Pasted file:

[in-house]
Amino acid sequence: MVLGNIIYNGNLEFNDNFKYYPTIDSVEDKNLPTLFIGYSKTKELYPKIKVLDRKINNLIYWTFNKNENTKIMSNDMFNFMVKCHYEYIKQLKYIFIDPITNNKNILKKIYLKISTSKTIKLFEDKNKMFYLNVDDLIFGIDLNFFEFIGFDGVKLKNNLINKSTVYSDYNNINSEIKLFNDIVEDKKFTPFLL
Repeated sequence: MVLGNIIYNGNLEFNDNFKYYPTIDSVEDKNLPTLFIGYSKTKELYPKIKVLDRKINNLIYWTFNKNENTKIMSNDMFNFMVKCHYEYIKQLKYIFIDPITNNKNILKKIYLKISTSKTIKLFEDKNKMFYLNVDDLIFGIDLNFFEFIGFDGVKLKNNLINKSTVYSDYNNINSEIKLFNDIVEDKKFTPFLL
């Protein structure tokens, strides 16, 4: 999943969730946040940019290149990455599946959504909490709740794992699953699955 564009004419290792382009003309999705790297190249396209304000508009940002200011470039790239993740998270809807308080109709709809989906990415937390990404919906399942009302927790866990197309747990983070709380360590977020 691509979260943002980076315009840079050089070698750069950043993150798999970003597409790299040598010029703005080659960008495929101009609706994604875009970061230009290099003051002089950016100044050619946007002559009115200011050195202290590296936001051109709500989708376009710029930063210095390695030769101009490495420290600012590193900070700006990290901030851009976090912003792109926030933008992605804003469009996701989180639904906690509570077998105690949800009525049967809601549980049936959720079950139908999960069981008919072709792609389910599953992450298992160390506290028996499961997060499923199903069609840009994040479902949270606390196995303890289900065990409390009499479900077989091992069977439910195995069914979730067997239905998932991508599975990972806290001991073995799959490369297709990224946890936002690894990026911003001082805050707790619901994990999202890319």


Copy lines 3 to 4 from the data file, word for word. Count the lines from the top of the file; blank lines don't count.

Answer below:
Repeated sequence: MVLGNIIYNGNLEFNDNFKYYPTIDSVEDKNLPTLFIGYSKTKELYPKIKVLDRKINNLIYWTFNKNENTKIMSNDMFNFMVKCHYEYIKQLKYIFIDPITNNKNILKKIYLKISTSKTIKLFEDKNKMFYLNVDDLIFGIDLNFFEFIGFDGVKLKNNLINKSTVYSDYNNINSEIKLFNDIVEDKKFTPFLL
């Protein structure tokens, strides 16, 4: 999943969730946040940019290149990455599946959504909490709740794992699953699955 564009004419290792382009003309999705790297190249396209304000508009940002200011470039790239993740998270809807308080109709709809989906990415937390990404919906399942009302927790866990197309747990983070709380360590977020 691509979260943002980076315009840079050089070698750069950043993150798999970003597409790299040598010029703005080659960008495929101009609706994604875009970061230009290099003051002089950016100044050619946007002559009115200011050195202290590296936001051109709500989708376009710029930063210095390695030769101009490495420290600012590193900070700006990290901030851009976090912003792109926030933008992605804003469009996701989180639904906690509570077998105690949800009525049967809601549980049936959720079950139908999960069981008919072709792609389910599953992450298992160390506290028996499961997060499923199903069609840009994040479902949270606390196995303890289900065990409390009499479900077989091992069977439910195995069914979730067997239905998932991508599975990972806290001991073995799959490369297709990224946890936002690894990026911003001082805050707790619901994990999202890319």